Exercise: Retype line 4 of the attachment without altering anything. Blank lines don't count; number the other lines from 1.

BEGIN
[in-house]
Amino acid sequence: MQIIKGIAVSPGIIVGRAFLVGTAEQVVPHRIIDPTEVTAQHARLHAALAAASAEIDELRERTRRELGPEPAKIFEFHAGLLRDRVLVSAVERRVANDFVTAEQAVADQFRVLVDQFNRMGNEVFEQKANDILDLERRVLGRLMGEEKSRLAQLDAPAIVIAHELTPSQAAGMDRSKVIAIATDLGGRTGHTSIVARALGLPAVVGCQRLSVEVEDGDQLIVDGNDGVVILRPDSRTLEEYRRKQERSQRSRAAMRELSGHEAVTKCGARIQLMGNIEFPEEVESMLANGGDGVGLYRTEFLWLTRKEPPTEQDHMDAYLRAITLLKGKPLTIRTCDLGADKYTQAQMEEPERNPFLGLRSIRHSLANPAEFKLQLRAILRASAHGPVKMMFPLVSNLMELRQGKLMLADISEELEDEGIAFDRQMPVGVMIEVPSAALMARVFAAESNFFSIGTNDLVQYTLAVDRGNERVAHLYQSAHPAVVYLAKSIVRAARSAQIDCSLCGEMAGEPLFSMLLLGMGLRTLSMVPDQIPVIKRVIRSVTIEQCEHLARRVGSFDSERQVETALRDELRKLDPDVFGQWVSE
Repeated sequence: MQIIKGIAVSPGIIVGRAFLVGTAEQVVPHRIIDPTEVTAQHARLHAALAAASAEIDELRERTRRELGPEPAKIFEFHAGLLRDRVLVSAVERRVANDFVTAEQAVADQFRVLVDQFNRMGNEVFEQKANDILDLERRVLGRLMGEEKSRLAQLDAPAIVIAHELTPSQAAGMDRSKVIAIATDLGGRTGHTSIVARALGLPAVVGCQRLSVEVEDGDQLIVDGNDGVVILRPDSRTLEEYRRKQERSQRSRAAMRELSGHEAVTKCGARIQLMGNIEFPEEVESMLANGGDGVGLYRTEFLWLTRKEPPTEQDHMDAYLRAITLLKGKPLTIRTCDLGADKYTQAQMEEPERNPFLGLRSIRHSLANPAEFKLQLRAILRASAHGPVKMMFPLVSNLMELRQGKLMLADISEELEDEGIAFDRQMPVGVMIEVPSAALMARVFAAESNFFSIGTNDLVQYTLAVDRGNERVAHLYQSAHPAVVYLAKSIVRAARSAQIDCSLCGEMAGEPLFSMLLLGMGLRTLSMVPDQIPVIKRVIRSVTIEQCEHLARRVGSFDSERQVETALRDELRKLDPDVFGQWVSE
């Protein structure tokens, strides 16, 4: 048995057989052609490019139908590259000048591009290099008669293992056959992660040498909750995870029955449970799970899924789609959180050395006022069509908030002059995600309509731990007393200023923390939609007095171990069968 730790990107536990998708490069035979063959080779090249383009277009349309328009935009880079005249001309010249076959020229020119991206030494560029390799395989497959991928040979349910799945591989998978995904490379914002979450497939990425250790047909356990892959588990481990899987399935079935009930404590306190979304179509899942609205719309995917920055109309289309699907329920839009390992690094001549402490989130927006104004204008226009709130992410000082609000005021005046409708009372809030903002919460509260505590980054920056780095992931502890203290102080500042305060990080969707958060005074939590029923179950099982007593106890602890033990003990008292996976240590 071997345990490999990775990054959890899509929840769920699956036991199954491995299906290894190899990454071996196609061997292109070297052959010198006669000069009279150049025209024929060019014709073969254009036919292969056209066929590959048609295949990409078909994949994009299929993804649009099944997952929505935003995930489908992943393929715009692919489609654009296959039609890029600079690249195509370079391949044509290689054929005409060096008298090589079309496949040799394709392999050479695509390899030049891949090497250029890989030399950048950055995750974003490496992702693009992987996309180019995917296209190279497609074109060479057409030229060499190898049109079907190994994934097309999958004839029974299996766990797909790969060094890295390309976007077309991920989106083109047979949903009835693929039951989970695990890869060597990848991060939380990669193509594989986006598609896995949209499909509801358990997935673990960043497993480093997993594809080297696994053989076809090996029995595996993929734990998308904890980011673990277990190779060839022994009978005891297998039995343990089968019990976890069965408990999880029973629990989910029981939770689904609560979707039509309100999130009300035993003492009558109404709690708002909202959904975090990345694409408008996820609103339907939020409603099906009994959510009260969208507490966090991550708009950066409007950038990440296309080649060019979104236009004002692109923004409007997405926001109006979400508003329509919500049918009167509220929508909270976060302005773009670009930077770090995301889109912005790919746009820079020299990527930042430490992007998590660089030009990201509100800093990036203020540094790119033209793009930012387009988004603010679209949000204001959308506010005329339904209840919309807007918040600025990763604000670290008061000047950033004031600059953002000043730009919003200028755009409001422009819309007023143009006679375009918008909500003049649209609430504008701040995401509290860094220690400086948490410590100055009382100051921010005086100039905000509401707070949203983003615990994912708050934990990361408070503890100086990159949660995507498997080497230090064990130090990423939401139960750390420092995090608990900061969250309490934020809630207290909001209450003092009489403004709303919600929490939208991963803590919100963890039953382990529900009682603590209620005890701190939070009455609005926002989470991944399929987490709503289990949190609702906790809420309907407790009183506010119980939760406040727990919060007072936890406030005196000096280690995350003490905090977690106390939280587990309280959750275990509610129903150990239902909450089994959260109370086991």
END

């Protein structure tokens, strides 16, 4: 048995057989052609490019139908590259000048591009290099008669293992056959992660040498909750995870029955449970799970899924789609959180050395006022069509908030002059995600309509731990007393200023923390939609007095171990069968 730790990107536990998708490069035979063959080779090249383009277009349309328009935009880079005249001309010249076959020229020119991206030494560029390799395989497959991928040979349910799945591989998978995904490379914002979450497939990425250790047909356990892959588990481990899987399935079935009930404590306190979304179509899942609205719309995917920055109309289309699907329920839009390992690094001549402490989130927006104004204008226009709130992410000082609000005021005046409708009372809030903002919460509260505590980054920056780095992931502890203290102080500042305060990080969707958060005074939590029923179950099982007593106890602890033990003990008292996976240590 071997345990490999990775990054959890899509929840769920699956036991199954491995299906290894190899990454071996196609061997292109070297052959010198006669000069009279150049025209024929060019014709073969254009036919292969056209066929590959048609295949990409078909994949994009299929993804649009099944997952929505935003995930489908992943393929715009692919489609654009296959039609890029600079690249195509370079391949044509290689054929005409060096008298090589079309496949040799394709392999050479695509390899030049891949090497250029890989030399950048950055995750974003490496992702693009992987996309180019995917296209190279497609074109060479057409030229060499190898049109079907190994994934097309999958004839029974299996766990797909790969060094890295390309976007077309991920989106083109047979949903009835693929039951989970695990890869060597990848991060939380990669193509594989986006598609896995949209499909509801358990997935673990960043497993480093997993594809080297696994053989076809090996029995595996993929734990998308904890980011673990277990190779060839022994009978005891297998039995343990089968019990976890069965408990999880029973629990989910029981939770689904609560979707039509309100999130009300035993003492009558109404709690708002909202959904975090990345694409408008996820609103339907939020409603099906009994959510009260969208507490966090991550708009950066409007950038990440296309080649060019979104236009004002692109923004409007997405926001109006979400508003329509919500049918009167509220929508909270976060302005773009670009930077770090995301889109912005790919746009820079020299990527930042430490992007998590660089030009990201509100800093990036203020540094790119033209793009930012387009988004603010679209949000204001959308506010005329339904209840919309807007918040600025990763604000670290008061000047950033004031600059953002000043730009919003200028755009409001422009819309007023143009006679375009918008909500003049649209609430504008701040995401509290860094220690400086948490410590100055009382100051921010005086100039905000509401707070949203983003615990994912708050934990990361408070503890100086990159949660995507498997080497230090064990130090990423939401139960750390420092995090608990900061969250309490934020809630207290909001209450003092009489403004709303919600929490939208991963803590919100963890039953382990529900009682603590209620005890701190939070009455609005926002989470991944399929987490709503289990949190609702906790809420309907407790009183506010119980939760406040727990919060007072936890406030005196000096280690995350003490905090977690106390939280587990309280959750275990509610129903150990239902909450089994959260109370086991």